The cobbles are gone - at least until the Eneco Tour - and Chris is curled up in a fetal position somewhere. It's okay, though, because racing stays in Belgium, and that's pretty rad. It's time for Ardennes week - the treble of Amstel Gold's umpteen climbs, the murderous Mur de Huy in Flèche Wallone, and the grandmother of them all, La Doyenne, or Liége-Bastogne-Liége. Unlike the cobbled season, which has a bevy of races for teams to split amongst themselves (or hoard, because it's racing), the Ardennes have three races over the span of eight days, plus the transitionary Brabantse Pijl that transpired yesterday. But if anything, the number of teams looking for a good result - and with riders who can win or podium - is even larger, which makes for a lot more broken hearts than smiles. Without further ado, here's the rundown of the top teams.
Goal: Repeat Gilbert's 2011, right?
Prospects: Philippe Gilbert is a mystical creature, a body crafted by the cycling gods to win races in April - especially the latter parts - but who only comes good once in three or four years. In 2011 he won everything from Brabantse Pijl through Liége, becoming only the second person to sweep Amstel, Flèche, and Liége in a year - and given that it was Davide Rebellin who did it the first time, maybe the only one whose results we trust? But in 2012, Gilbert was silent until September, where he won two stages of the Vuelta and then the World Championships (which, for the record, had the same finale as Amstel. You do the math). This year, though, he's been taken off cobbles duty to focus solely on the upcoming week. What's happened? Well, for starters he won Brabantse Pijl again by clearly having more left in the tank - even after trying to bridge to a dangerous breakaway some 20km earlier - than anyone else. And with Stephen Cummings and Tejay van Garderen for backup, the team's depth looks good, but they'll no doubt miss Cadel Evans' experience. Cummings looked pretty strong yesterday and Tejay is on a good year. The biggest thing that looks like it could get in the way of Gilbert, it seems, is...
Omega Pharma - QuickStep
Goal: Win something
Prospects: Patrick Lefevre's squad could be forgiven for taking a break after being, by far, the best team over the past month of stone-riddled racing. But they won't rest on their laurels quite yet. Michal Kwiatkowski finished 4th in Amstel last year and 5th in Flèche, and that was coming on the back of a cobbles campaign. This year, the 23 (!!) year old Polish superstar is focusing purely on the Ardennes, which should herald a fair bit of improvement. He was flying earlier this year - remember when he dropped Peter Sagan at Strade Bianche? - but hit a rough patch at Tirreno-Adriatico. That data point isn't too relevant, though, because he was suffering on the long climbs, the likes of which we won't see til the stage racing kicks back up again in two weeks time. With in-form Jan Bakelants and Wout Poels to send up the road as a decoys or pull back breaks, his support looks good. Plus, the even younger Peter Serry is looking realllll interesting right about now.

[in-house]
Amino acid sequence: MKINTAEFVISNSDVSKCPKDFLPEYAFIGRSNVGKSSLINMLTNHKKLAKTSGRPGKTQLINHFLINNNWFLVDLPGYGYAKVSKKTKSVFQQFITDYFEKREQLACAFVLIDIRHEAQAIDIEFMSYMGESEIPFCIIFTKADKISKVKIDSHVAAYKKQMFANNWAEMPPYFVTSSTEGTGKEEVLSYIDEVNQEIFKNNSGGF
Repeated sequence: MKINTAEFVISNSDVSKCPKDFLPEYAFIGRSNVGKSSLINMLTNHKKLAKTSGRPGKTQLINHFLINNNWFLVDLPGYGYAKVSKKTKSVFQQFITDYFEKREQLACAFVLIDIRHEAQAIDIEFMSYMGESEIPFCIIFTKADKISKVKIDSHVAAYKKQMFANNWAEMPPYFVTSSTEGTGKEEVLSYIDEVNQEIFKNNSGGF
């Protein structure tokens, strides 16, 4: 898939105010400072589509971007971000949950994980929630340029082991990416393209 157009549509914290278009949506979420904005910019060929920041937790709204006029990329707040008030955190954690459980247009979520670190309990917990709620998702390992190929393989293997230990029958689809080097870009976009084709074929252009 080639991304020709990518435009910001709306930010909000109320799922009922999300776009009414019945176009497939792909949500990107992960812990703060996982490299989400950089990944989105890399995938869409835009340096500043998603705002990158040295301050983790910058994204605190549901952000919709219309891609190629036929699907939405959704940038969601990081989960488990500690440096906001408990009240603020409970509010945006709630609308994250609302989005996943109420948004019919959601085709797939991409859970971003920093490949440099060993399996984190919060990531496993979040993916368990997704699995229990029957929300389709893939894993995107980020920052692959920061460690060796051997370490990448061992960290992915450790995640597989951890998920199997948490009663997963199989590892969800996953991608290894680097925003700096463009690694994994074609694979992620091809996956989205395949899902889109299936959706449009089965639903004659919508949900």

Goal: With more depth than last year, anything under a win is a disappointment
Prospects: At first glance, Garmin seems like an embarrassment of Ardennes riches. Martin is your defending champion at Liége-Bastogne-Liége and Hesjedal is always threatening to pull off a podium in these races. And don't get me started on Tom-Jelte Slagter's promise. The kid is all of 24 and nearly won Paris-Nice by making it over the climbs and having the fastest sprint 2 times out of 3. Oh, and there's Nathan Haas, who was in the break in the last 20km of Brabantse Pijl and still got 6th in the sprint. Can they pull all the talent together for a winning battle plan, though? Hesjedal can be counted on to be entertaining and aggressive (see Flèche Wallone in 2012, or Amstel last year), but his biggest asset is his ability to take the onus of pace setting off his teammates. Dan Martin has been anonymous so far this year, so I'm guessing it comes down to whether Slagter's legs are good past the 230km point.
Goal: Win? Podiums will probably make them happy though.
Prospects: Simon Gerrans is made for these races - punchy, wily, good sprint, what else could you want? He's come close before, including finishing 3rd in Amstel in both 2012 (the Cauberg finish) and 2013 (the new post-Cauberg finish) and multiple top tens in Liége. But, no win, yet. His form this year was cracking early on when he won the Australian National Championships and the Tour Down Under, but he slipped off the radar a bit. To be fair, that's to be expected - one has to cool jets a little if you want to be good in April. In Brabanste Pijl yesterday, Gerrans was all over the front at the end of the race, marking and bringing back breakaways for Michael Matthews, so he's looking pretty sharp again. Oh, and Michael Matthews should be scaring people for Amstel. He's better and better at getting over the short climbs and has the kind of sprint that makes him a threat now that the Amstel finish is moved 1.2km past the Cauberg. With Michael Albasini and Simon Clarke for backup, their team is looking pretty solid.